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Party matters

Friday's Panjab University Students' Council elections result proves that unity and old-timers' support is crucial to clinch a victory. HT City attempts to find the missing piece of the puzzle as it seeks answers from former student leaders of the two parties who made an impact in their times.

chandigarh Updated: Sep 08, 2012 11:18 IST
Navleen Lakhi
Navleen Lakhi
Hindustan Times

The Panjab University campus witnessed its last excitement for this season's elections as SOPU (Students Organisation of Panjab University) was declared winner with a huge majority. SOPU and PUSU (Panjab University Students Union) have been the most noticeably close competitors in the history of the university's student politics.

However, SOPU has steadily gained ground in the past few years. What led to its rise? And where is PUSU going wrong?

HT City attempts to find the missing piece of the puzzle as it seeks answers from former student leaders of the two parties who made an impact in their times.

DPS Randhawa, founded SOPU in 1997

"It's the work culture that was adopted a long time ago that has made our party famous till date. At the end of the day, it's the hard work put in by the party that helps it win time and again. Passing on the legacy to the juniors and the seniors' guidance are two important factors that play a key role."

Dalvir Singh Goldy, SOPU, former president of PUSC (2007-2008)

"We think of our party as a family and stay together as a group. The party's work is a joint effort, as all former leaders stay connected to it even after passing out. Call it my duty or concern, I have always come to the party's aid during elections to provide guidance to our juniors. Also, since girls are the majority voters in the university, we make sure that our contestant for the president's post has a charming personality that impresses them."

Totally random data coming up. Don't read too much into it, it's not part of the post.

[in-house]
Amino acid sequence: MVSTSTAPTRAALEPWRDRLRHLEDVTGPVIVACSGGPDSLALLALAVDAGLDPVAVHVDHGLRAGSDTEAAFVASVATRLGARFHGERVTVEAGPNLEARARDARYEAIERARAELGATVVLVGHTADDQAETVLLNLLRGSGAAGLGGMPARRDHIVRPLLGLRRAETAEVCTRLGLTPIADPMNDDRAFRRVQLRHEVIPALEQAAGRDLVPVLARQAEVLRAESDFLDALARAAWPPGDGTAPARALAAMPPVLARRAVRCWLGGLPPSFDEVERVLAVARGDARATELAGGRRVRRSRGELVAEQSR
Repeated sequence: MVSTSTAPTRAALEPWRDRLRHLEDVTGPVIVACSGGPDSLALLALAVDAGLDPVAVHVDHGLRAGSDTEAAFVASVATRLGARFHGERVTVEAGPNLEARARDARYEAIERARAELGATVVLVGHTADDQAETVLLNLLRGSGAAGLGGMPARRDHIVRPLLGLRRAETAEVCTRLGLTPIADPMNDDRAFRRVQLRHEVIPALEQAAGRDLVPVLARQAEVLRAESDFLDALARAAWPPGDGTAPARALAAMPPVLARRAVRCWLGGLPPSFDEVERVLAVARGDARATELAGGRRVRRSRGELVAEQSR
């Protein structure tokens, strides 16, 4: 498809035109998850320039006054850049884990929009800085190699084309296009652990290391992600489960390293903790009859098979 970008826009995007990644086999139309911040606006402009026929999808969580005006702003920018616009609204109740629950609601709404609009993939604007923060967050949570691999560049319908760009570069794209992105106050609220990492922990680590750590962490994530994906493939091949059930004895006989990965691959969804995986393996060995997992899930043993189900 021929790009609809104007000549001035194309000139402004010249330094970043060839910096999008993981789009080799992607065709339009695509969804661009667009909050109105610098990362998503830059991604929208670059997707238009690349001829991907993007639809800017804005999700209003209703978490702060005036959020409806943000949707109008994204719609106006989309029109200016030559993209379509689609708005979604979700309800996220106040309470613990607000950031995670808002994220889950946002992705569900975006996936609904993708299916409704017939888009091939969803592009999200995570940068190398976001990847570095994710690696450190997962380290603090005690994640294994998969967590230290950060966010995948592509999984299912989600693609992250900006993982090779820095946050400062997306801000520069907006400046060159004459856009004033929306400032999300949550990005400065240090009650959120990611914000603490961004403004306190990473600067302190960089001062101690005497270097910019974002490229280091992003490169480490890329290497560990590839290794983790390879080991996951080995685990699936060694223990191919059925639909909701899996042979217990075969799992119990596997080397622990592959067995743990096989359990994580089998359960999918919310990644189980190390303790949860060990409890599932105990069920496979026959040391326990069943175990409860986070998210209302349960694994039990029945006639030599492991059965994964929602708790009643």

Brinder Dhillon, president, SOPU (2008 and 2009)

"It's not a week's matter, but hard work of an entire year that bears results. Voters are not dumb and know who to vote for. I agree that PUSU also worked hard, but we perhaps got lucky again."

Jaskaran Singh Brar, founded PUSU in 1977

"Alliances change the entire picture. Also, former SOPU leaders campaign openly for their party and we don't as it's against the rules. The authorities also support them and have always been against PUSU. Nowadays, open rallies, speeches, and open house debates do not take place. So, the contesting candidates cannot put their points forward."

Udey Warring, former president, PUSU (2010-2011)

"SOPU had a weak front this time and didn't even have a deserving candidate. Earlier, we used to face tough competition, but this time it could have been very easy to win. However, our lack of unity went against us. Participation of all the representatives is important for any party that should have a united team. But our's is riddled with internal rifts. Also, the support of former leaders boosts the current members' morale."

Amandeep Singh, PUSU, and the president of PUSC (2005-2006)

"PUSU is a 35-year-old party that has its positive and negative aspects. Because of a generation gap, the new leaders do not relate with their seniors. Also, there is a lot of 'groupism', so while previously, parties used to win on the basis of student activism, they now rely
heavily on alliances that are sometimes deal clinchers."

ht epaper

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